There actually is some very good news buried in “Multiple Choice: Charter School Performance in 16 States.” However, there also is more evidence that effective analysis of charter schools is very difficult, and even analysts sometimes don’t fully understand the most important messages in the data.
For example, even the Multiple Choice report’s lead author tends to overlook some important messages in the data. As quoted in Education Week, the report’s lead author, Margaret E. Raymond, says, “If this study shows anything, it shows that we’ve got a two-to-one margin of bad charters to good charters. That’s a red flag.”
I think that summary misses some important information.
Perhaps the most important finding in the report is that not all state charter programs are the same. In some states, charters on average do more poorly than what the reporters said were comparable public school results, but in other states charters had a clear advantage.
The report says, “Relative to their TPS (typical public school) peers, the average performance of charter students in reading was significantly positive in Arkansas, California, Colorado (Denver), Louisiana, Missouri, and North Carolina.”
That’s news we can use. If Kentucky establishes charter schools, these are some “go-to” states to look at for model legislation.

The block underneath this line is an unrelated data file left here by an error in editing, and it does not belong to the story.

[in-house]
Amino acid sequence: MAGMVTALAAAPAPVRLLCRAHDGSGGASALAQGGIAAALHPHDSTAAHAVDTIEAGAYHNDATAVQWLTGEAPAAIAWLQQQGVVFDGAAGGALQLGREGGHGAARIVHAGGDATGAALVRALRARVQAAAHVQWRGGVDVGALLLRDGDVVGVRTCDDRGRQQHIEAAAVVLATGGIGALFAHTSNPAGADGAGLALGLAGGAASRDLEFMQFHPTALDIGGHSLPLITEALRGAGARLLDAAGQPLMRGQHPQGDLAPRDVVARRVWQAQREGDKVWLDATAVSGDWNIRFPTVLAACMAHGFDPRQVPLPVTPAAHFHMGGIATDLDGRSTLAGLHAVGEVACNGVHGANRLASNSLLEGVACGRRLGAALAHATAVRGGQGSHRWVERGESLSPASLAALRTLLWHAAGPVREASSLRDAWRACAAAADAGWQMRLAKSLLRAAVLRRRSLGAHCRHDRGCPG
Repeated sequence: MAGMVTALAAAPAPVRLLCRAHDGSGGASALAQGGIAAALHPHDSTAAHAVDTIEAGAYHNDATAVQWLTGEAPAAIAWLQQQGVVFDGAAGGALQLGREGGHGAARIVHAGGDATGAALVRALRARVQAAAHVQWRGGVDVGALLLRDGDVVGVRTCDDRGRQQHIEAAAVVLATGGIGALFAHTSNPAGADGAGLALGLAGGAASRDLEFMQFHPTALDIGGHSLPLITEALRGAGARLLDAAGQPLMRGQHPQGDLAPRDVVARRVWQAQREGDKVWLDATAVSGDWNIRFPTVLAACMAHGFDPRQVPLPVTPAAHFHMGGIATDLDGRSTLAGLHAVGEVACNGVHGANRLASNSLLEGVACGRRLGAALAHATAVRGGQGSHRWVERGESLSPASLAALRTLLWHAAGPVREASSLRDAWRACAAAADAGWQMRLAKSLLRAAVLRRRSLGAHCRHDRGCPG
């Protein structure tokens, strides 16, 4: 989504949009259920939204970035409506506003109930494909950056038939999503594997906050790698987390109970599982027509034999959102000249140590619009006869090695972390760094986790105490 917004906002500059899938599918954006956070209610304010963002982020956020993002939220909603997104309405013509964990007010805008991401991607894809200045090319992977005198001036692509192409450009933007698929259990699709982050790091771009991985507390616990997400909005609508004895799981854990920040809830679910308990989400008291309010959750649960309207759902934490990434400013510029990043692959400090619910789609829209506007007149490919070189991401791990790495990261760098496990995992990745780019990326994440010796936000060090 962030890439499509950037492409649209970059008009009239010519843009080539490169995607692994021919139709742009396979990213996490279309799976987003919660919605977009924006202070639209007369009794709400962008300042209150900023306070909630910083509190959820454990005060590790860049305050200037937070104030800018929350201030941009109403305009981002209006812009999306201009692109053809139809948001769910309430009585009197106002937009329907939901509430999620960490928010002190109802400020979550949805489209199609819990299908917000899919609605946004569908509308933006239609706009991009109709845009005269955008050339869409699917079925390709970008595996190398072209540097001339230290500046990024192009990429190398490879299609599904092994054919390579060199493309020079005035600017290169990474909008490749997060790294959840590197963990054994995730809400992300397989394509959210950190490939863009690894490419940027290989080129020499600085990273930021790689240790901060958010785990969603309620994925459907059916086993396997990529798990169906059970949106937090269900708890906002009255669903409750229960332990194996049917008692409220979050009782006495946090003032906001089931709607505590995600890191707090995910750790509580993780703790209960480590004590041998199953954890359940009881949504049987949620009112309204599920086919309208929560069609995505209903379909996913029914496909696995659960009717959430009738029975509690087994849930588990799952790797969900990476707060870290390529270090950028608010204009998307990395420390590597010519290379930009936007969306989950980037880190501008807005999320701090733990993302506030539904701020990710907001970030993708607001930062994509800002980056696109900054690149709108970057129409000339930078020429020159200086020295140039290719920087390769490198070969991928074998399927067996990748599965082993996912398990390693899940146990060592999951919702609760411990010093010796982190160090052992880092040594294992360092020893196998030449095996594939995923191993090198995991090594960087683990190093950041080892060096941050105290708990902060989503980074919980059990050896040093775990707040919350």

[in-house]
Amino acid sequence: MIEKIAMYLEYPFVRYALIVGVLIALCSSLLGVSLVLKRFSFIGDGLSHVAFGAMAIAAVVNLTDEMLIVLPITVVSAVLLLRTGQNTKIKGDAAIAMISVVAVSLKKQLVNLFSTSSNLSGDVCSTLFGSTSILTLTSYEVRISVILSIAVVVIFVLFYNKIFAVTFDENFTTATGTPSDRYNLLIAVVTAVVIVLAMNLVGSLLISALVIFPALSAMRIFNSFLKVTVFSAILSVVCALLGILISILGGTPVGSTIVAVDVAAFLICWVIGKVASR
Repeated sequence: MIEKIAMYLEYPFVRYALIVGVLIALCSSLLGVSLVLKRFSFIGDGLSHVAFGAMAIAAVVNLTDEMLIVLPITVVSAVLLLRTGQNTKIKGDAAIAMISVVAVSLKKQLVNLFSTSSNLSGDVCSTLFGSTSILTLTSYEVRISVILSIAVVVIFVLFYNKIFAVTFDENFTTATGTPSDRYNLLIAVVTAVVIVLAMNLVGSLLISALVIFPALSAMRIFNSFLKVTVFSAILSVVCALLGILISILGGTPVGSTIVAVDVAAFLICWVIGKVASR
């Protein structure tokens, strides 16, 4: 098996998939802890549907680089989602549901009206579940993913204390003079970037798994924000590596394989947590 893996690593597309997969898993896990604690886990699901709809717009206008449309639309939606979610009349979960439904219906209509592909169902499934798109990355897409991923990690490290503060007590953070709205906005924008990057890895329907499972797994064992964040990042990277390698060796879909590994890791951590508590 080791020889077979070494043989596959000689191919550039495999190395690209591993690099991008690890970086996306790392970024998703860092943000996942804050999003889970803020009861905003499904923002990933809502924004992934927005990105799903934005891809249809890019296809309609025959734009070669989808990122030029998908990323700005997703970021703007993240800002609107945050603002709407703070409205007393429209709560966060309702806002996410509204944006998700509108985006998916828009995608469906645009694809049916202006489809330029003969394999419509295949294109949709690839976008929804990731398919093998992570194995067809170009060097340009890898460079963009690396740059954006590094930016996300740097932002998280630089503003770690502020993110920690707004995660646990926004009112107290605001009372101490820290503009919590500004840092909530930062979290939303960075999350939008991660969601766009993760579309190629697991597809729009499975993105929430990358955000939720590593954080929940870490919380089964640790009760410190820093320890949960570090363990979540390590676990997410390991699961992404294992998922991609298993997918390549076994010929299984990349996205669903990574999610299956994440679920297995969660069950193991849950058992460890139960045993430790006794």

Another point, and an area where the report scarcely scratches the surface, is the finding that it takes time for charter schools to overcome the poor educations that new arrivals usually bring with them.
This graph from the report shows that in their first year in charters, students perform notably more poorly than what the report considered to be counterpart performance in public schools. That’s likely due to adjusting to a new, and more demanding, school. In the second year, there isn’t much difference in performance between charter and public school students. However, by the third year of charter experience, the trend notably reverses in favor of students in charters.
What is particularly interesting is the numbers in the graph are averaged across all 16 states in the study, including those with weaker charter school programs. I’d love to see how the graph looks for only those states with strong charter laws. The report in question does not perform that very obviously needed examination, unfortunately.
Still, the data in this new report says:
• Charters in states with good laws do outperform regular schools.
• Students who stay in charters long enough (at least three years) do start to outperform their public school counterparts, even in states with weaker charter school laws.
• Even education researchers at places like Stanford don’t always “get” all the messages in their own data.